Bison Stampede
Bison Stampede

A few days ago, I posted an article on art licensing, and, today, I have an example to share.  Blogger Dave Wernli has posted a great article on dealing with Emotional pain.  In it he tells a very interesting story about the difference between stampeding buffalo and stampeding cattle.  For the entry he uses my Bison Stampede as an illustration.

You can check out his article here:  What to Do when the Pain Won’t Go Away

 

 

Art Licensing – How it works

Can I use your work for my website?

Art licensing, and example: Megacerops as Breakfast
“Megacerops at Breakfast”
This was the first artwork that I ever licensed. An Austrian newspaper used it in a science article.

I get asked this question quite often. Someone contacts me and wants to use one of my artworks on their website, novel cover, album art, etc. This is different from an illustration contract in that the artwork already exists. Someone just wants to use it. Enter the world of art licensing.

What is art licensing?

Art licensing is how someone can legally use art for their book cover, product label, website, etc.  When you license an artwork, you enter an agreement with the artist that allows you to use the artwork with the permission of the artist. Generally, you of course must pay the artist. Compensation usually takes the form of a flat fee, royalty, or both.

Flat Fee

When it comes to art licensing, a flat fee is a one-time payment. It can be, and often is, just a simple fixed amount. Sometimes though the amount can vary based on the number of units of the product that will incorporate the artwork (note that when an artwork is put on a non-media product, such a coffee mug or tie, it is called a “design”, and when it is placed on a media product, such as a book cover or album cover, it is called an “illustration”). For example, say you wanted to use an artwork on a line of coffee mugs. The artist might charge a base fee of $100, but an additional fee of $0.001 for every mug you intend to produce using that design. The thing about this form of licensing fee is that you pay the artist up front.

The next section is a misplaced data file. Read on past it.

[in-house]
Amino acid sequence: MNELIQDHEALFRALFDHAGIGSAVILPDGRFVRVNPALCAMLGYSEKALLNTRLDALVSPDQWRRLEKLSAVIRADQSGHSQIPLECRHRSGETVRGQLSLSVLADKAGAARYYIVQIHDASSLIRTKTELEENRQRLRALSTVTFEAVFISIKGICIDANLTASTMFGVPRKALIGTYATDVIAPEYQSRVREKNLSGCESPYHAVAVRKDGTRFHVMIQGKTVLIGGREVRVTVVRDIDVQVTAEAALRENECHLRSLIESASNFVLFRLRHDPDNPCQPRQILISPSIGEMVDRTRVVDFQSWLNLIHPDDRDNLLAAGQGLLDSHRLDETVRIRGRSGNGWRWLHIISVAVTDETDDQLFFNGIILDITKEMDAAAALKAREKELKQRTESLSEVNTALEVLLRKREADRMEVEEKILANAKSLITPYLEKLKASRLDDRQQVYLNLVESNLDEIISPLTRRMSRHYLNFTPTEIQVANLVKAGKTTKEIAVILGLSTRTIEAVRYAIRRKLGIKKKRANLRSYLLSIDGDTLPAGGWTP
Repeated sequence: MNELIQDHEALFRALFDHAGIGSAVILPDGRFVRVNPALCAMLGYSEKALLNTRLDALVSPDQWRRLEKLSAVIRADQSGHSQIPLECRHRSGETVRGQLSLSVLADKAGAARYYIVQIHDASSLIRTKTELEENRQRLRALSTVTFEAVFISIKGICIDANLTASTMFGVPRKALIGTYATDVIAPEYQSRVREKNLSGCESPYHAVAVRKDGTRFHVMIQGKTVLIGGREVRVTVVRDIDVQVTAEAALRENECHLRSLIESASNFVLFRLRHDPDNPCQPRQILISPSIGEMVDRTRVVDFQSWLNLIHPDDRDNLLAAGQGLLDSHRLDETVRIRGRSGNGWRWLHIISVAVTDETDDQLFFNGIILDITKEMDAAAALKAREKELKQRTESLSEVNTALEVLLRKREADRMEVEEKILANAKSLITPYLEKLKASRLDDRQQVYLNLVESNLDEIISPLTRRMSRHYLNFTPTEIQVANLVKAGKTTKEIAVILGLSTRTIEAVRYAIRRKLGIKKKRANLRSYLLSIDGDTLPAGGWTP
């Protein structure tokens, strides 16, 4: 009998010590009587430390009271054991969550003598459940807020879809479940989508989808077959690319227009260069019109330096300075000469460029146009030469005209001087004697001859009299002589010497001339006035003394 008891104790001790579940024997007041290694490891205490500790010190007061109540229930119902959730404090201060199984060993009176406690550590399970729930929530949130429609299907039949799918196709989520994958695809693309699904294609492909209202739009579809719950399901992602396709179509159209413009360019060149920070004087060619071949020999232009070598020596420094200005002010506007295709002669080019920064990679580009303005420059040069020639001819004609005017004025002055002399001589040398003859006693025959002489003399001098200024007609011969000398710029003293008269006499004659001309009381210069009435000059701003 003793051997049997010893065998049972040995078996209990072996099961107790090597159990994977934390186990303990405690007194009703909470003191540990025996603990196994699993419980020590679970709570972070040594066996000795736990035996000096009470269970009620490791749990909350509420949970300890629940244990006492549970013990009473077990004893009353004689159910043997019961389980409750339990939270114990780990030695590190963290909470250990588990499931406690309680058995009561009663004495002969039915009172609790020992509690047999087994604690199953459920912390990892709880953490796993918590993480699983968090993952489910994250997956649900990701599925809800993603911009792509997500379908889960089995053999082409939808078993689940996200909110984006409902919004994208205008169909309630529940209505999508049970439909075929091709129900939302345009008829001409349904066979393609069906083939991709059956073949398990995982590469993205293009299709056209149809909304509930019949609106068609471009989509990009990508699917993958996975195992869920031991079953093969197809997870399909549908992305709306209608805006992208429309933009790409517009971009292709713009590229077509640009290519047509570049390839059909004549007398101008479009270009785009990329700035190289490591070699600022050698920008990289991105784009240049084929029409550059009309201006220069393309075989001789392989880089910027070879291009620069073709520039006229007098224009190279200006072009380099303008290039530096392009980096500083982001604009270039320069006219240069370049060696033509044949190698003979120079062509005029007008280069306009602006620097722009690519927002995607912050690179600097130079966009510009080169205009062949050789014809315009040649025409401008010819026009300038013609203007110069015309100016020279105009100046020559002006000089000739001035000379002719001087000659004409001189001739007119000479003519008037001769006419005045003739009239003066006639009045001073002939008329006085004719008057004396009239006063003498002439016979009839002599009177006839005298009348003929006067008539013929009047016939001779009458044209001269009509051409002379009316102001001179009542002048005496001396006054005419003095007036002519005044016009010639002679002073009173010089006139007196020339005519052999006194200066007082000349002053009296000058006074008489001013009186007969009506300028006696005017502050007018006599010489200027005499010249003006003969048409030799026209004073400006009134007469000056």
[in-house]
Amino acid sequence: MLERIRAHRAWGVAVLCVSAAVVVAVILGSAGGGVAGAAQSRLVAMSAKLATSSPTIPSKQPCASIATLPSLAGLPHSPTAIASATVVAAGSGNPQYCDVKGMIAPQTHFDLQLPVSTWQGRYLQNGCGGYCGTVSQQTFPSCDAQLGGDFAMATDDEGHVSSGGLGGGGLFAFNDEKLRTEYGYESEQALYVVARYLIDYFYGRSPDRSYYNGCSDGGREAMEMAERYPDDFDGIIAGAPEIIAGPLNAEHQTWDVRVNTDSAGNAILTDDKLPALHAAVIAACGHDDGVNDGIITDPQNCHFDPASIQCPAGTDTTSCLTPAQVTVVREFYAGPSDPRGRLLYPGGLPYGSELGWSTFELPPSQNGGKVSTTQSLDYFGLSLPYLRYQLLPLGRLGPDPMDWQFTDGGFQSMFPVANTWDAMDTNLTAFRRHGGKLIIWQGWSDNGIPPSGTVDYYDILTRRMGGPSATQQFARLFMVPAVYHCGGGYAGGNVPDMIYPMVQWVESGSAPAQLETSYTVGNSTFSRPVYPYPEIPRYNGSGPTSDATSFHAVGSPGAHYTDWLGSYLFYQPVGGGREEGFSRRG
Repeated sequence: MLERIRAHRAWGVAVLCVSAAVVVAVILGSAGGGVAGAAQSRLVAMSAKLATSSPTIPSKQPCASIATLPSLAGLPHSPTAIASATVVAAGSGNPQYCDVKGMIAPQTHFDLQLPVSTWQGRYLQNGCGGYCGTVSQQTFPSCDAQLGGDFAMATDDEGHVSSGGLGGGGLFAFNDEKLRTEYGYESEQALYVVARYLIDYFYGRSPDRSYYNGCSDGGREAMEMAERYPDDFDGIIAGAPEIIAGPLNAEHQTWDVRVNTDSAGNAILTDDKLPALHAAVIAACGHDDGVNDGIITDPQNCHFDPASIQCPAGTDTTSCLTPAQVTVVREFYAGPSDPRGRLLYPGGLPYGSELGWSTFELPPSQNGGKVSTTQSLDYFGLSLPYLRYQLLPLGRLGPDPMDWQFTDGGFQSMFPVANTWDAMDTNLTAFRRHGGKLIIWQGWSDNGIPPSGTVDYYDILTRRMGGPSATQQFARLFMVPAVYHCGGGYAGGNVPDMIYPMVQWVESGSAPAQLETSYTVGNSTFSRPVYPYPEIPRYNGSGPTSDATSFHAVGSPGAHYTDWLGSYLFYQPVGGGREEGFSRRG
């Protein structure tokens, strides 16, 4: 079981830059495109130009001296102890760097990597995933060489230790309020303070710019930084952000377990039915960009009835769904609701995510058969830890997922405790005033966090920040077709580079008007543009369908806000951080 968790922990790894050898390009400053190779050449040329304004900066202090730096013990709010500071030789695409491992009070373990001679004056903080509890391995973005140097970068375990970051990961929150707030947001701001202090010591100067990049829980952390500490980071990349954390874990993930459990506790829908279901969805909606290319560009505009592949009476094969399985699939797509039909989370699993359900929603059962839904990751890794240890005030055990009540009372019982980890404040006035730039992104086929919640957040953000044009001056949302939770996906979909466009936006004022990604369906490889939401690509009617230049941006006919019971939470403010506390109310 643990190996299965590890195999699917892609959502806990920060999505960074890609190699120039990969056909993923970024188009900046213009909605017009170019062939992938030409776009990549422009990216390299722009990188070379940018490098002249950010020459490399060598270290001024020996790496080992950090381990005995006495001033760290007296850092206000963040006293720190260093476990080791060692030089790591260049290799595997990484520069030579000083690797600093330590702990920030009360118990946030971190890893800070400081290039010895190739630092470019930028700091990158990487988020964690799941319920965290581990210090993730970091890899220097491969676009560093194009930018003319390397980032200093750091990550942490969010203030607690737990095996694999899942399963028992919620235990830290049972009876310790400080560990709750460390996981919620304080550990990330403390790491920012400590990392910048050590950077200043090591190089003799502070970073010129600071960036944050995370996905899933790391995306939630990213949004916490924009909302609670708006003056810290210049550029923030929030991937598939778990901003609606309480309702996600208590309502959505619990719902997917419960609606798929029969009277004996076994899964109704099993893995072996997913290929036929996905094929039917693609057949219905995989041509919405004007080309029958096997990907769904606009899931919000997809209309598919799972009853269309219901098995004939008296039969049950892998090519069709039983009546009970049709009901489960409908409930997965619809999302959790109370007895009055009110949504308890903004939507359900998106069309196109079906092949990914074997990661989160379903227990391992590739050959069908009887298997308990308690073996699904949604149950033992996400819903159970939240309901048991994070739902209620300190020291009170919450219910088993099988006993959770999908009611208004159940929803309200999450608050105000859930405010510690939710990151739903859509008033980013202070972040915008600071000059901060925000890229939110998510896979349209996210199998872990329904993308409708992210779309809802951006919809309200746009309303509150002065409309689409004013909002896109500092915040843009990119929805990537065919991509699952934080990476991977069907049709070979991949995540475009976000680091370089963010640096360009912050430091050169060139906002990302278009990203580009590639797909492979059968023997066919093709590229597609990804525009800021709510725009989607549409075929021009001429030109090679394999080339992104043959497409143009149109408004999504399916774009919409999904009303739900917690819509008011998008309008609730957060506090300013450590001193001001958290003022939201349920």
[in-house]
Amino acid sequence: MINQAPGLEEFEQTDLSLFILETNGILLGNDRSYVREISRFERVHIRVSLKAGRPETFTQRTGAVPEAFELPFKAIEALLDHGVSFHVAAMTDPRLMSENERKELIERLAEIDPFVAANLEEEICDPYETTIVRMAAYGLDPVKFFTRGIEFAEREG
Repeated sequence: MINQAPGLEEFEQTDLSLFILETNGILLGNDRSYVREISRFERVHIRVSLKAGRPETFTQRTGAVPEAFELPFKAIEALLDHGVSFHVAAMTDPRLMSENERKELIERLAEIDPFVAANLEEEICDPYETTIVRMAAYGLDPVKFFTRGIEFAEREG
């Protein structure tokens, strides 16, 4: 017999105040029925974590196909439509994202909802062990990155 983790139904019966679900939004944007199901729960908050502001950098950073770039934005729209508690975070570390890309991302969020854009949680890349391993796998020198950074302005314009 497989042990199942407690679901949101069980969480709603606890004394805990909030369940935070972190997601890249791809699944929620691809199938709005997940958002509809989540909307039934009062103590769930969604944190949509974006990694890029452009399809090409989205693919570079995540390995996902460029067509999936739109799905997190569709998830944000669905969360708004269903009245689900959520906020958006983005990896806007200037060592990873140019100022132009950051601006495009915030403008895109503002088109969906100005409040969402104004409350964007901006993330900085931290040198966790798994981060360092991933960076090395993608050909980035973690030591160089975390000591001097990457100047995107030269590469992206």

Royalties

A royalty fee, on the other hand, is something you pay the artist after a period of time. A royalty is a percentage of sales you made for your product that used the artwork as a design. For instance, using the coffee mug example again, say you sold 100,000 mugs for $1 each. If you had a 1% royalty agreement with the artist, you would owe that artist $1,000. When it comes to royalties, there is usually some form of payment schedule, e.g. annually.

Exclusive vs. Non-exclusive

Something else to consider when it comes to art licensing is whether you want an exclusive or non-exclusive agreement. In an exclusive agreement, you have sole right to use the artwork, whereas, in a non-exclusive agreement, the artist is free to license the work to others. Naturally, exclusive agreements tend to run a great deal more expensive, that is, if the artist is even willing to enter one.

Expiration

One last thing to keep in mind is that licensing agreements generally have a time limit. That is, they are only good for a few years. After that period has ended, you can no longer use the artwork in the production of more of your product unless you renew the license, and, depending on the success of your product, the artist may wish to renegotiate the terms.

Licensing Services

In order to make things easy, some artists will use a service or agency to handle licensing of their works. For instance, I use a website called Pixels.com. You can license just about any of my works through it. Here is the link: 

License Daniel’s Art


So, if your looking for some art to use for your commercial projects, think about licencing existing works. It may take a bit of searching to find the perfect work to fit your needs, but it can save you loads of time and money over contracting an artist to create a work from scratch.

Regards,
Daniel

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But, Is It Art?

 

Marcel Duchamp’s “Fountain” is perhaps the most famous example of a piece that engendered the question, “Is it art?”

Perhaps you think that your art is not good enough to sell, or worse, maybe you are worried that what you are making isn’t even considered art at all. You look at what you have made and ask yourself, “Is it art?”. Well, if you meant for it to be art, then the answer is “Yes”.

First off, you may not be exactly sure what is and what is not art. Modern art has made it rather confusing. Now, technology also confuses the issue. I can’t tell you how often I have people dismiss my art as “not art” simply because I use a computer to make it.